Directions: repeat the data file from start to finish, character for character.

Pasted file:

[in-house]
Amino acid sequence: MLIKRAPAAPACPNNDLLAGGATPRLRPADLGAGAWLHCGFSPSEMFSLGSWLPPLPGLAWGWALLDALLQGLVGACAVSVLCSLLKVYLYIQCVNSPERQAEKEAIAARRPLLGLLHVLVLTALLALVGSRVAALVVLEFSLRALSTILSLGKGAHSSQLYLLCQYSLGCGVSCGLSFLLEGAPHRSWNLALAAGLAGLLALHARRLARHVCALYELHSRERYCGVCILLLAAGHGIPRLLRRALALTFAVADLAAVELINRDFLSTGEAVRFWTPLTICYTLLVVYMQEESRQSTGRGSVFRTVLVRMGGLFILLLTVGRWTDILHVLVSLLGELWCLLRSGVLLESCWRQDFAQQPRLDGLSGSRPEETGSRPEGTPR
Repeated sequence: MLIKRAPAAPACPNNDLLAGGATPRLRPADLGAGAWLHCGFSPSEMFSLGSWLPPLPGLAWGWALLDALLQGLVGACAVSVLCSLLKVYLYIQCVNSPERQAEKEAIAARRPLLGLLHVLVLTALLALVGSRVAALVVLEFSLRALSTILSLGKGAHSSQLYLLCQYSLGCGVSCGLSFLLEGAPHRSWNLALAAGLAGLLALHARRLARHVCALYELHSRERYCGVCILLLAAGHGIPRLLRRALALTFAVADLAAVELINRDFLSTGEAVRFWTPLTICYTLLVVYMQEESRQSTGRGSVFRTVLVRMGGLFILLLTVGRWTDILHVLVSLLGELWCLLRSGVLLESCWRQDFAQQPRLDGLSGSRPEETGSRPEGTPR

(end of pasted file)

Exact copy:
[in-house]
Amino acid sequence: MLIKRAPAAPACPNNDLLAGGATPRLRPADLGAGAWLHCGFSPSEMFSLGSWLPPLPGLAWGWALLDALLQGLVGACAVSVLCSLLKVYLYIQCVNSPERQAEKEAIAARRPLLGLLHVLVLTALLALVGSRVAALVVLEFSLRALSTILSLGKGAHSSQLYLLCQYSLGCGVSCGLSFLLEGAPHRSWNLALAAGLAGLLALHARRLARHVCALYELHSRERYCGVCILLLAAGHGIPRLLRRALALTFAVADLAAVELINRDFLSTGEAVRFWTPLTICYTLLVVYMQEESRQSTGRGSVFRTVLVRMGGLFILLLTVGRWTDILHVLVSLLGELWCLLRSGVLLESCWRQDFAQQPRLDGLSGSRPEETGSRPEGTPR
Repeated sequence: MLIKRAPAAPACPNNDLLAGGATPRLRPADLGAGAWLHCGFSPSEMFSLGSWLPPLPGLAWGWALLDALLQGLVGACAVSVLCSLLKVYLYIQCVNSPERQAEKEAIAARRPLLGLLHVLVLTALLALVGSRVAALVVLEFSLRALSTILSLGKGAHSSQLYLLCQYSLGCGVSCGLSFLLEGAPHRSWNLALAAGLAGLLALHARRLARHVCALYELHSRERYCGVCILLLAAGHGIPRLLRRALALTFAVADLAAVELINRDFLSTGEAVRFWTPLTICYTLLVVYMQEESRQSTGRGSVFRTVLVRMGGLFILLLTVGRWTDILHVLVSLLGELWCLLRSGVLLESCWRQDFAQQPRLDGLSGSRPEETGSRPEGTPR